By Kelly Surette
Teaching music in color is an age-old music educator trick used to increase accessibility to elements of music through colored visual cues. Did you ever have a keyboard when you were younger that had different colors assigned to different notes of the octave? Green for middle C? Blue for D? Red for E? Well, I sure did and I remember it well. It helped me to learn piano before I could read letters!
Teaching music in color to students with special needs and students who are Deaf with multiple disabilities can be an extremely successful method that makes music theory and music notation relatable and familiar.
Additionally, by presenting music in color, you create a multisensory music experience by offering visual access as well as auditory. This is paramount for learners who are Deaf or Hard of Hearing who have limited access to auditory processing. For certain students, making music through the use of color can open the door to mastering an entire song, from beginning to end...a major accomplishment!
Teaching Music Notation With Color
Teaching music notation with color is one of the simplest ways to incorporate a visual medium while learning music. Assign each note a specific color (e.g. C is green, D is blue, etc.) and have students match the color to the letter names of the notes and their position on the musical staff.
Teaching Piano With Color
I recently worked with a student who wasn’t motivated by much except the piano. With the help of his teacher, we used the color page on his adaptive communication device to teach him the notes of the piano. Colors were placed on each of the eight keys of the piano octave. We would press a specific color on his device and then encourage him to match the given color on the piano.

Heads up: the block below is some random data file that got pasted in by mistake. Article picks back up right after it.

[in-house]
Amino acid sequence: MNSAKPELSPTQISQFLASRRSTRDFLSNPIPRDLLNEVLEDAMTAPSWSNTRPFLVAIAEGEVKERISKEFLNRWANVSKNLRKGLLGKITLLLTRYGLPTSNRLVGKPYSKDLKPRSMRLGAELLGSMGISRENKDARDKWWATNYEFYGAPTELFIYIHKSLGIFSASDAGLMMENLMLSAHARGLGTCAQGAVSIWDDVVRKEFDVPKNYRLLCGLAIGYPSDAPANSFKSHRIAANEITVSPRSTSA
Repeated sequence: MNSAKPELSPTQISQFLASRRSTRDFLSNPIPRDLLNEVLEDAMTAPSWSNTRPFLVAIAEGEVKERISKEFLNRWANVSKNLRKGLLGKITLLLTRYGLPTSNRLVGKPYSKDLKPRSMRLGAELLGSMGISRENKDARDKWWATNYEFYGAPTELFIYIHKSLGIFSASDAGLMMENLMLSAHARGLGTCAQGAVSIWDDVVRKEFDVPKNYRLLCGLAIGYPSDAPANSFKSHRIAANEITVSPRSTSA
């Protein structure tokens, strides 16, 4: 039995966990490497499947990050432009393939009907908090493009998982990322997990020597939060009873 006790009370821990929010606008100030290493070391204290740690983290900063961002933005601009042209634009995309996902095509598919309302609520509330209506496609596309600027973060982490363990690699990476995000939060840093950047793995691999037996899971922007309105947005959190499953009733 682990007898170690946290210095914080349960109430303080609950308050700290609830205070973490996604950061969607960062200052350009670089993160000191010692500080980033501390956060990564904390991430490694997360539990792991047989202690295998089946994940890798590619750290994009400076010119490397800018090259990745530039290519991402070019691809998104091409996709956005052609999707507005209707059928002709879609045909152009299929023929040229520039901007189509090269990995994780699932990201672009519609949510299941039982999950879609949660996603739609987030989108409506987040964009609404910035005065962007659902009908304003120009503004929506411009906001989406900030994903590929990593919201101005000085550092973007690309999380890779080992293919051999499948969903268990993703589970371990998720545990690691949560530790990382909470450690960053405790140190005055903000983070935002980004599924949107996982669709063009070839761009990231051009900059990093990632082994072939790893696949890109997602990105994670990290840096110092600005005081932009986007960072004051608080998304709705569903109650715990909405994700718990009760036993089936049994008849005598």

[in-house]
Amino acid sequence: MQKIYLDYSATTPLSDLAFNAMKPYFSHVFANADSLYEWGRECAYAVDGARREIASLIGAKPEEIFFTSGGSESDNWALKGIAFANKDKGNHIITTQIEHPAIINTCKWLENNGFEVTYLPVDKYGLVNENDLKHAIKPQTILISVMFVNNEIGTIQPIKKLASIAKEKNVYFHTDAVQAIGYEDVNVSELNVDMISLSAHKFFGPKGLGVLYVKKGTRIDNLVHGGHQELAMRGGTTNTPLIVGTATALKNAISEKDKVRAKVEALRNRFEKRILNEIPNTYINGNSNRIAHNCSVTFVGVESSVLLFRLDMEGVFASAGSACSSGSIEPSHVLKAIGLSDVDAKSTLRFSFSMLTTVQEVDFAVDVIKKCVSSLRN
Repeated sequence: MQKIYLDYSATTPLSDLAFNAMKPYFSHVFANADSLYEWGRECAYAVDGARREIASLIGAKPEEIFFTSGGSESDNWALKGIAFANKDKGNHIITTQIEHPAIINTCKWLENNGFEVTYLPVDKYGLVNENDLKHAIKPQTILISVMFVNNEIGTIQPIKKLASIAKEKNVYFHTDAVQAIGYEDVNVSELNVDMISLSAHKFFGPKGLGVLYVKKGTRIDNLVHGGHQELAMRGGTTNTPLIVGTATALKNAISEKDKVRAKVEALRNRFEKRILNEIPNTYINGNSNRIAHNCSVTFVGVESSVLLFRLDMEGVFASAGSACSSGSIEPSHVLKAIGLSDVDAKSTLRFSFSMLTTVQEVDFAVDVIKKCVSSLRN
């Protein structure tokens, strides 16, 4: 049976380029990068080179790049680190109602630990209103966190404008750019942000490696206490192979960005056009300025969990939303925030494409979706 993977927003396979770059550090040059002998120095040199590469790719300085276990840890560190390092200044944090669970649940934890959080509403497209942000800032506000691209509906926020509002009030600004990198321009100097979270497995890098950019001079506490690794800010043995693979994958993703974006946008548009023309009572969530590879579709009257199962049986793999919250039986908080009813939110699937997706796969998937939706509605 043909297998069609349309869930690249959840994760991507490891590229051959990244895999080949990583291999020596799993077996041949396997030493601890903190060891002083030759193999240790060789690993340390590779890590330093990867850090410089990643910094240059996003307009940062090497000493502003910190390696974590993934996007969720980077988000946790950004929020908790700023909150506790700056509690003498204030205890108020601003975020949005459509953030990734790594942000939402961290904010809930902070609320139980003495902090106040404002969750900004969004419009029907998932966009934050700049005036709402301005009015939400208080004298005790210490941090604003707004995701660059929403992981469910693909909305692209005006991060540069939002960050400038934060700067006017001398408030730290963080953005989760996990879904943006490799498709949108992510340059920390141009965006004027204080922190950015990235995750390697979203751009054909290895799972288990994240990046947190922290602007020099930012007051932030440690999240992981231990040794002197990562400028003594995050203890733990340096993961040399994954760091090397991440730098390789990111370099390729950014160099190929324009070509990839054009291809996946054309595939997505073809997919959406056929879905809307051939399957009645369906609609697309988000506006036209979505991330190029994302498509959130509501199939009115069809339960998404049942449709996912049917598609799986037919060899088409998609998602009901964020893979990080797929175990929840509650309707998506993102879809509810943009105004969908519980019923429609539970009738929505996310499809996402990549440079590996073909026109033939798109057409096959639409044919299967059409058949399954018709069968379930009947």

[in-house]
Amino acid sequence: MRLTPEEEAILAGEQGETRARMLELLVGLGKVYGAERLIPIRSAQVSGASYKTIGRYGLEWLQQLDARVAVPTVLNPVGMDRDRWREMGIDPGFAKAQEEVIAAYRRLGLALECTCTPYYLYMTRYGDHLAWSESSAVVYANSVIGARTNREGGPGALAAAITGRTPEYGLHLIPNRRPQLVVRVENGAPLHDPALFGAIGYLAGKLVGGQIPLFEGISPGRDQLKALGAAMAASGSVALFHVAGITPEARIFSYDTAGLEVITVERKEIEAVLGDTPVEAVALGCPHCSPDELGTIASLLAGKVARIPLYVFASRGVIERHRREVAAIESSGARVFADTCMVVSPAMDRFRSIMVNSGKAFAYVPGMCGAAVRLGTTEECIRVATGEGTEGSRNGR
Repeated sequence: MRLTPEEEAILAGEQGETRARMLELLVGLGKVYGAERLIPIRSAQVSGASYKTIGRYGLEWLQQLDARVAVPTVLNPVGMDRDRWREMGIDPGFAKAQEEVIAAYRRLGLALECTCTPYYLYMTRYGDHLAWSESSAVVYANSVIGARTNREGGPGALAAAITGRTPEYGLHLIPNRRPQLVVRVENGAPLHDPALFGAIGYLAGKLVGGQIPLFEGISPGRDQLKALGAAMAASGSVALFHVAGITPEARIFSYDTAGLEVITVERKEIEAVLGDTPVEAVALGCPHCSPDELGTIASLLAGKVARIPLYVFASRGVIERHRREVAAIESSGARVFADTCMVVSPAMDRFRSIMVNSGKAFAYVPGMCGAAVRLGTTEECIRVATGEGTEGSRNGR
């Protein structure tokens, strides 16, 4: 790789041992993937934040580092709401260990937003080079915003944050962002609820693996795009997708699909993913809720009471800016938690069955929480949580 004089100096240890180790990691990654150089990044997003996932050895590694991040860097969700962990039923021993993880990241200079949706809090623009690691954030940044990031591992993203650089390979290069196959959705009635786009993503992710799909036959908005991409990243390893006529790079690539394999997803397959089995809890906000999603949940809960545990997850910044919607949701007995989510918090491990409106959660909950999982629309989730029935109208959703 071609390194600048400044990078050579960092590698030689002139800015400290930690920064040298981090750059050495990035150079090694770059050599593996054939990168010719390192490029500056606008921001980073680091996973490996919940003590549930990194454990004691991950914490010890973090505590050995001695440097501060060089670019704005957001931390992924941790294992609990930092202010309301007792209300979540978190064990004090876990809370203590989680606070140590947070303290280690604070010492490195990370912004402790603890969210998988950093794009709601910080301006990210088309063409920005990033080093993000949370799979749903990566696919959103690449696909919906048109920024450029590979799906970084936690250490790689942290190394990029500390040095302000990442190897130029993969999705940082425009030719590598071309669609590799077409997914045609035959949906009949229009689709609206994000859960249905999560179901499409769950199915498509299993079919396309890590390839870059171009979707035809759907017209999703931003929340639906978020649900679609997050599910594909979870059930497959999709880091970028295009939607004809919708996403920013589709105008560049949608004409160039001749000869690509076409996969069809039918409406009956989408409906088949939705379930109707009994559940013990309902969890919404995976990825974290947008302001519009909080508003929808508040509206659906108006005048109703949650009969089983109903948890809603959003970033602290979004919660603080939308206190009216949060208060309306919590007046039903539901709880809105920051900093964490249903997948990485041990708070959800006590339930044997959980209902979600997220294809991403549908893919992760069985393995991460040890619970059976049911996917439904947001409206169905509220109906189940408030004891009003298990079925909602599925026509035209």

Additionally, we used colored cue cards in the order of the early childhood song Mary Had a Little Lamb. He matched the colored cue card to the piano key and played through the entire song!
Using Colored Handbells to Encourage Music Making
Handbells made of bright colors can also encourage music making in students with special needs and students who are Deaf or Hard of Hearing in either an individual capacity or in a group setting. When working with an individual, the student follows a colored musical score (colored dots representing different notes of a song)and matches the handbells to the colored dots.
In a group class, each student is assigned a specific colored bell. A poster board with colored dots is used to represent the notes of a chorus or a song. When students see their color on the poster board, they play their bell. A secondary benefit of this exercise? Students are making music together as a group, increasing social-emotional development!
For my students who have physical limitations, I purchase handbells that have a button on top that allows a student to play the bell by hitting it, instead of ringing the bell in the air. An example of these bells can be purchased HERE.
Boomwhackers are long, plastic percussion instruments used to teach students notes of the musical scale. Each boomwhacker is a different color, representing a different note of the chromatic or diatonic scale. Boomwhackers can be purchased HERE.
Colored Ribbons and Scarves
Multi-colored ribbons and scarves can be used to visually demonstrate musical elements such as tempo, pitch frequency...even different notes of the musical scale. Colored ribbons are inexpensive and are a fun way to engage students in musical play. Scarves can be purchased HERE.
This is just a small sampling of the many ways colors can be used to music accessible to students with special needs and Deaf and Hard of Hearing students. Get creative! If you teach music in color in a new or unique way, please comment below to share with the adaptive music maker community!
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Kelly Surette is the author of Creative Miracles: A Practitioner’s Guide to Adaptive Music Instruction (coming soon.) She is a speaker and adaptive music educator in the New England area. Kelly is dedicated to enhancing the lives of those with special needs and those who are Deaf and Hard of Hearing with multiple disabilities through music. Connect with Kelly at www.kellysurette.com.